Any Plane Talking readers who buy reinsurance coverage, especially Excess of Loss programmes, will know that rates began to increase in June 2019, the first time since 2009, as reinsurers began to see reserves established from the passenger and grounding liability limit claims on the Boeing policy. These increases were considerate to factors including a base rate movement, the relative involvement in the loss affected policies and then the overall exposure change to the portfolio, noting at this stage insured’s incomes were rising reflecting direct rate increases and capacity changes.

This certainly may have been less than welcomed by insurers, but it was relatively understood, it was proportionate and insurers who had no exposure to losses did not feel adversely treated, especially as the years from 2002 to 2018 had seen minimal losses recoverable. From a reinsurer view, they could see positive rate movement, some measure of payback element and with losses generally contained in the first reinsurance layer at reasonable rate on lines, there was a sense of calm as opposed to real concern.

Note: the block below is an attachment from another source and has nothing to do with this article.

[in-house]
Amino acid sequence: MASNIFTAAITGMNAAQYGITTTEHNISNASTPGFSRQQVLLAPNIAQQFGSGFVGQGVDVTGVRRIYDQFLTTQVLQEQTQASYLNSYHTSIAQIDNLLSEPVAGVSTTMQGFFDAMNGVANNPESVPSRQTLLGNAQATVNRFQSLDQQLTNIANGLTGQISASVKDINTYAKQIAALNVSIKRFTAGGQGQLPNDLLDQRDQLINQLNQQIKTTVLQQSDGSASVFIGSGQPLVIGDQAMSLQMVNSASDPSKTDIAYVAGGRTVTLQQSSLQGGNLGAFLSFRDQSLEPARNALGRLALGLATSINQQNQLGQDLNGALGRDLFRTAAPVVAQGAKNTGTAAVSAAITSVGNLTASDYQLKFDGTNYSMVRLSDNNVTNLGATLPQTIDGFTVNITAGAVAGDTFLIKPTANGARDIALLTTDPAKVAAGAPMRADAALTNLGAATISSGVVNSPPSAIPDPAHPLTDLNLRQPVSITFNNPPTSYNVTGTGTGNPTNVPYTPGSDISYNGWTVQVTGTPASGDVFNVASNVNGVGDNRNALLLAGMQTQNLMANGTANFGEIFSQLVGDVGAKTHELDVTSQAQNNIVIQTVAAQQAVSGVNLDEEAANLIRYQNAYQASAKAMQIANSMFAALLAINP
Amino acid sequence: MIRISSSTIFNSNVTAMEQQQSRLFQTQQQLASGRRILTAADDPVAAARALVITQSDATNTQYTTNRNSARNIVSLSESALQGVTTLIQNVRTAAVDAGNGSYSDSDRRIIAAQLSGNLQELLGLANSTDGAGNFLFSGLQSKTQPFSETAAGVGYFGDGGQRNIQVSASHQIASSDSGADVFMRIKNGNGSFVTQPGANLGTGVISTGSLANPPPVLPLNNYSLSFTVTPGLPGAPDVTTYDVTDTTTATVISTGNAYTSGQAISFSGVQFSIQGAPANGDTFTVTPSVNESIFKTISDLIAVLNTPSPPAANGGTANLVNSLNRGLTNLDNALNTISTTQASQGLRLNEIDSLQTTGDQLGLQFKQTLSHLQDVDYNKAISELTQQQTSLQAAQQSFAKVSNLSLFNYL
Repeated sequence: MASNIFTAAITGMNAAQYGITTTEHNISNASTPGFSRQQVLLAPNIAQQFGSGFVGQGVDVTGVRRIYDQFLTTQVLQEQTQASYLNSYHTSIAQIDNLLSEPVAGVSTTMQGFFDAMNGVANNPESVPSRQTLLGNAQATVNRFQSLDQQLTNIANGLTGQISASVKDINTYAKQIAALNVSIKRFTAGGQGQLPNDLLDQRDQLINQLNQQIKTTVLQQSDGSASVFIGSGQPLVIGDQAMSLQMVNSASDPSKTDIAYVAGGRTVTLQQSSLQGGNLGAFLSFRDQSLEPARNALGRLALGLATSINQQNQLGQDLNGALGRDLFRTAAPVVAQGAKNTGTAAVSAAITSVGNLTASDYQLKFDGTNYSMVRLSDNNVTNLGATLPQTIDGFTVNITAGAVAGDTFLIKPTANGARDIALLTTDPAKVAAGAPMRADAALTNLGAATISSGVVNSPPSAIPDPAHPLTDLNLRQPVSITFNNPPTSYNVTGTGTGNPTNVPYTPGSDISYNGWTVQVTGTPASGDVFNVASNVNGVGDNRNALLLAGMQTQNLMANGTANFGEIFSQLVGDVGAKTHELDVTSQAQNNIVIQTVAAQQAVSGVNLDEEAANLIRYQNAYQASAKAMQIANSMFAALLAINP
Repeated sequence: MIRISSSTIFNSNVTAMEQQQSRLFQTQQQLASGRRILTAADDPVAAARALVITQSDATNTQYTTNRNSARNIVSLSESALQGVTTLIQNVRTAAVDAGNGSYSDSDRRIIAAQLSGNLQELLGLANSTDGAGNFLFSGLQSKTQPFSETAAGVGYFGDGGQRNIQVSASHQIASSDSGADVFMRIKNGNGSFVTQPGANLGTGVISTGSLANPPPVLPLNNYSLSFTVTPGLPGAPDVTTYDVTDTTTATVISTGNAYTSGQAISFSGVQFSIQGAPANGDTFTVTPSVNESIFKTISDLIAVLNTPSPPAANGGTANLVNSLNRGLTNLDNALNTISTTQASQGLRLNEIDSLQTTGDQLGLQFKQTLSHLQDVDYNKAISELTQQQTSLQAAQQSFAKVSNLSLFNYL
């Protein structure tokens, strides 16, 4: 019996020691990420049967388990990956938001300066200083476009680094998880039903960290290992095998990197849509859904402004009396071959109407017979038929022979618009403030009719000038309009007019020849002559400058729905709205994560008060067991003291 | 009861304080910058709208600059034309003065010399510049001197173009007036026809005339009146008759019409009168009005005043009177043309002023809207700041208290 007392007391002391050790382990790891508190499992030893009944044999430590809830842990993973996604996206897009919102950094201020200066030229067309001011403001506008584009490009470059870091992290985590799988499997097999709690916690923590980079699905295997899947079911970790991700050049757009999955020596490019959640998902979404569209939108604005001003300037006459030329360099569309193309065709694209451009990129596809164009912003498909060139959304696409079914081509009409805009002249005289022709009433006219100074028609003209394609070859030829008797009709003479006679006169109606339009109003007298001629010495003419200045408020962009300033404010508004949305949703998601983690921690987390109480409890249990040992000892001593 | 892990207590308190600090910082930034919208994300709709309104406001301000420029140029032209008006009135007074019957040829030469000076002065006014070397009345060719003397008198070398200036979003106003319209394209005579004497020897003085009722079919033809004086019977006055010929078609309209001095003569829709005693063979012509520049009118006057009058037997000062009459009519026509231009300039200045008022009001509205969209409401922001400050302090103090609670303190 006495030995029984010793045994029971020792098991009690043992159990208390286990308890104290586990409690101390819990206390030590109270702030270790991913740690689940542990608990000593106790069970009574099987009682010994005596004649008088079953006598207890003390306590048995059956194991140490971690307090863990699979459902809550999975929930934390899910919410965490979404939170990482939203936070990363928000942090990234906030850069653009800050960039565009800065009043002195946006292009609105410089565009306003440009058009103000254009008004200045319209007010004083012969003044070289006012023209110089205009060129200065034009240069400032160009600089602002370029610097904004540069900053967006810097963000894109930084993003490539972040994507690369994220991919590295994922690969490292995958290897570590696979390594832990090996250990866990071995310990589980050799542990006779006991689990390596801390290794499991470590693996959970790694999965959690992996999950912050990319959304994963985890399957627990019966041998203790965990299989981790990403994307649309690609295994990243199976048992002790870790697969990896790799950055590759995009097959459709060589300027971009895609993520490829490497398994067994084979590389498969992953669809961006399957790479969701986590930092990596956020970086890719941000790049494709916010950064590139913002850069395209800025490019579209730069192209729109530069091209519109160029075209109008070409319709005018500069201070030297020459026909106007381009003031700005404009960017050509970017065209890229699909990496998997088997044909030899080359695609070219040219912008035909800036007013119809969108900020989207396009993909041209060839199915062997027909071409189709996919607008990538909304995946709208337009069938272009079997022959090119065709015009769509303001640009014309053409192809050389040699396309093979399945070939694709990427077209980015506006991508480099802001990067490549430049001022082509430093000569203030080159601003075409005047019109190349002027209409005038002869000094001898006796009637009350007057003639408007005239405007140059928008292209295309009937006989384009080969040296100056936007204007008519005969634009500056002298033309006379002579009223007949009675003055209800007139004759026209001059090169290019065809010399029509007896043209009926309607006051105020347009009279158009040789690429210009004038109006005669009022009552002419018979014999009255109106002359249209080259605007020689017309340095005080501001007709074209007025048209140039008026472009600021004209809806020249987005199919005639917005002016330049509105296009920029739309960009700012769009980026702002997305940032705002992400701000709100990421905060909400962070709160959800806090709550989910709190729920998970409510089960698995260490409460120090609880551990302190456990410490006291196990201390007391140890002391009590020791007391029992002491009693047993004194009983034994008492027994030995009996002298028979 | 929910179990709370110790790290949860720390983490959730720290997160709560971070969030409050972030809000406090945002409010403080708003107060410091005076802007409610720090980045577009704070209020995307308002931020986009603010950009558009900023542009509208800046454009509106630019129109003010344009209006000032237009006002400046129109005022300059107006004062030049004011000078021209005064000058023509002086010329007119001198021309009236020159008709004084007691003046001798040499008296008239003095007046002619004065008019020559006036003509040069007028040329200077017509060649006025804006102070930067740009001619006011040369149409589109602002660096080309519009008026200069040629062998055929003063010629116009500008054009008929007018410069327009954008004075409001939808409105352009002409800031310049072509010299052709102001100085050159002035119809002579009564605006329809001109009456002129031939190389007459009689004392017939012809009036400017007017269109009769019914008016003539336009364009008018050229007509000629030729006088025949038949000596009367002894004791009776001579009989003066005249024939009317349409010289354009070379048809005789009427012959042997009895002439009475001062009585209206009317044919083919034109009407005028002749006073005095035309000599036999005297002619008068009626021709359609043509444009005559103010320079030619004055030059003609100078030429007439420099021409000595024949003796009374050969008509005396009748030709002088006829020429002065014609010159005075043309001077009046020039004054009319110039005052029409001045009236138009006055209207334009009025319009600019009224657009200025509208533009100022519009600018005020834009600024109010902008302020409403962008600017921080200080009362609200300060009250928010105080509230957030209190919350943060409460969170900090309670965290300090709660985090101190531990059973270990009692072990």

However, reserve movements in March 2020 pushed the loss further upwards into areas of reinsurance programmes with single-digit rate on lines, where losses had not been seen since 2001. This certainly forced many of the major reinsurers, who run the majority of their accounts with minimal retro protection, into a degree of urgency to further increase rate size and pursue an additional element of loss payback. Most other reinsurers followed this action.